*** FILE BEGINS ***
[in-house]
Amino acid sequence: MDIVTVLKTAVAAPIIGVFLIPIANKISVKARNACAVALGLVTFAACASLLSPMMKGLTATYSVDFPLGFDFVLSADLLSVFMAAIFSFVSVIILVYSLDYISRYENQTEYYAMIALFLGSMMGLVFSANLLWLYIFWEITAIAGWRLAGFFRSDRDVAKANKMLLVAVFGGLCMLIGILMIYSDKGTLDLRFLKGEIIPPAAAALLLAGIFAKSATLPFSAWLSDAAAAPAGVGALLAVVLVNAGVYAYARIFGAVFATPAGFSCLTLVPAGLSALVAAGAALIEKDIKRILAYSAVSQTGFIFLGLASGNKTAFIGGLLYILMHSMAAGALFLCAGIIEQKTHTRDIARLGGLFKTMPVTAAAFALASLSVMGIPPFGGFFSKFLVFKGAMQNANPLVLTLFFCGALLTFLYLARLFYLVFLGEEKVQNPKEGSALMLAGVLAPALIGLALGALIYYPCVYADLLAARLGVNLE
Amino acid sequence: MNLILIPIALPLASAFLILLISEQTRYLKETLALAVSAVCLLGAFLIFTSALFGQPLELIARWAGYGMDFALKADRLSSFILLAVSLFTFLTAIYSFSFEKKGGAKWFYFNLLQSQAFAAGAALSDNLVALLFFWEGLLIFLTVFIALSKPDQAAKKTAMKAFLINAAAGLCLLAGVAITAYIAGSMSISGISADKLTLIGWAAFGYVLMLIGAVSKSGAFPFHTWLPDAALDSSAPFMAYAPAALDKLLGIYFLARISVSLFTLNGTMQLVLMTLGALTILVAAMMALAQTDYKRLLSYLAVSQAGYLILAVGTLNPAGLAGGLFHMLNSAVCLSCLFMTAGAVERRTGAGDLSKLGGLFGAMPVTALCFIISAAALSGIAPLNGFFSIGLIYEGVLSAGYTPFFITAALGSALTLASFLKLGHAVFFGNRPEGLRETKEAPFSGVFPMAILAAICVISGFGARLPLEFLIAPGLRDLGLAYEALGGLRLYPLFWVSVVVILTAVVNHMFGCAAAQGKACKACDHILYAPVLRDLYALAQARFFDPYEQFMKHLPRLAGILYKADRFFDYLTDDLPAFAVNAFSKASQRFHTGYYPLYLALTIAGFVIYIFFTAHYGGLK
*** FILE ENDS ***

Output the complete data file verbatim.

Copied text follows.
[in-house]
Amino acid sequence: MDIVTVLKTAVAAPIIGVFLIPIANKISVKARNACAVALGLVTFAACASLLSPMMKGLTATYSVDFPLGFDFVLSADLLSVFMAAIFSFVSVIILVYSLDYISRYENQTEYYAMIALFLGSMMGLVFSANLLWLYIFWEITAIAGWRLAGFFRSDRDVAKANKMLLVAVFGGLCMLIGILMIYSDKGTLDLRFLKGEIIPPAAAALLLAGIFAKSATLPFSAWLSDAAAAPAGVGALLAVVLVNAGVYAYARIFGAVFATPAGFSCLTLVPAGLSALVAAGAALIEKDIKRILAYSAVSQTGFIFLGLASGNKTAFIGGLLYILMHSMAAGALFLCAGIIEQKTHTRDIARLGGLFKTMPVTAAAFALASLSVMGIPPFGGFFSKFLVFKGAMQNANPLVLTLFFCGALLTFLYLARLFYLVFLGEEKVQNPKEGSALMLAGVLAPALIGLALGALIYYPCVYADLLAARLGVNLE
Amino acid sequence: MNLILIPIALPLASAFLILLISEQTRYLKETLALAVSAVCLLGAFLIFTSALFGQPLELIARWAGYGMDFALKADRLSSFILLAVSLFTFLTAIYSFSFEKKGGAKWFYFNLLQSQAFAAGAALSDNLVALLFFWEGLLIFLTVFIALSKPDQAAKKTAMKAFLINAAAGLCLLAGVAITAYIAGSMSISGISADKLTLIGWAAFGYVLMLIGAVSKSGAFPFHTWLPDAALDSSAPFMAYAPAALDKLLGIYFLARISVSLFTLNGTMQLVLMTLGALTILVAAMMALAQTDYKRLLSYLAVSQAGYLILAVGTLNPAGLAGGLFHMLNSAVCLSCLFMTAGAVERRTGAGDLSKLGGLFGAMPVTALCFIISAAALSGIAPLNGFFSIGLIYEGVLSAGYTPFFITAALGSALTLASFLKLGHAVFFGNRPEGLRETKEAPFSGVFPMAILAAICVISGFGARLPLEFLIAPGLRDLGLAYEALGGLRLYPLFWVSVVVILTAVVNHMFGCAAAQGKACKACDHILYAPVLRDLYALAQARFFDPYEQFMKHLPRLAGILYKADRFFDYLTDDLPAFAVNAFSKASQRFHTGYYPLYLALTIAGFVIYIFFTAHYGGLK